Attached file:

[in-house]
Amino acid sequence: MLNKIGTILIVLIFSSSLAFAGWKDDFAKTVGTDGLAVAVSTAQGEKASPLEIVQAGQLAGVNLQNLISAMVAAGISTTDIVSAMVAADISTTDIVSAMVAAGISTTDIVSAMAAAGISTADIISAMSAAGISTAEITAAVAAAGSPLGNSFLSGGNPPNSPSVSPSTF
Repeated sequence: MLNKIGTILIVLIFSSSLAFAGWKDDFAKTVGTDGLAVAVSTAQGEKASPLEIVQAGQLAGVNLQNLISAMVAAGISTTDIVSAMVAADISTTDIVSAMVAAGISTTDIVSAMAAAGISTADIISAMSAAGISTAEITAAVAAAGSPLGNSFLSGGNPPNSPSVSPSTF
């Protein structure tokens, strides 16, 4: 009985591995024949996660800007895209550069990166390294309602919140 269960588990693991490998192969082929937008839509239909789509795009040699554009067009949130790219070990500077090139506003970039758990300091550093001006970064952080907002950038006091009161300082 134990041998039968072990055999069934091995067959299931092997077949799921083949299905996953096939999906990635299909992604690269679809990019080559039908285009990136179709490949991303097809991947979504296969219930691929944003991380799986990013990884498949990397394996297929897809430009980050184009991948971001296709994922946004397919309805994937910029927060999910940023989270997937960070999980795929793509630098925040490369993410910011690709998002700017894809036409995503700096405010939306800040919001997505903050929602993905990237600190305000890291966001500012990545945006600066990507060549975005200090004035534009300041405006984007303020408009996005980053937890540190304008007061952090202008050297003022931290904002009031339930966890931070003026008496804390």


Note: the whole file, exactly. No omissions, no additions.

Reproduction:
[in-house]
Amino acid sequence: MLNKIGTILIVLIFSSSLAFAGWKDDFAKTVGTDGLAVAVSTAQGEKASPLEIVQAGQLAGVNLQNLISAMVAAGISTTDIVSAMVAADISTTDIVSAMVAAGISTTDIVSAMAAAGISTADIISAMSAAGISTAEITAAVAAAGSPLGNSFLSGGNPPNSPSVSPSTF
Repeated sequence: MLNKIGTILIVLIFSSSLAFAGWKDDFAKTVGTDGLAVAVSTAQGEKASPLEIVQAGQLAGVNLQNLISAMVAAGISTTDIVSAMVAADISTTDIVSAMVAAGISTTDIVSAMAAAGISTADIISAMSAAGISTAEITAAVAAAGSPLGNSFLSGGNPPNSPSVSPSTF
């Protein structure tokens, strides 16, 4: 009985591995024949996660800007895209550069990166390294309602919140 269960588990693991490998192969082929937008839509239909789509795009040699554009067009949130790219070990500077090139506003970039758990300091550093001006970064952080907002950038006091009161300082 134990041998039968072990055999069934091995067959299931092997077949799921083949299905996953096939999906990635299909992604690269679809990019080559039908285009990136179709490949991303097809991947979504296969219930691929944003991380799986990013990884498949990397394996297929897809430009980050184009991948971001296709994922946004397919309805994937910029927060999910940023989270997937960070999980795929793509630098925040490369993410910011690709998002700017894809036409995503700096405010939306800040919001997505903050929602993905990237600190305000890291966001500012990545945006600066990507060549975005200090004035534009300041405006984007303020408009996005980053937890540190304008007061952090202008050297003022931290904002009031339930966890931070003026008496804390």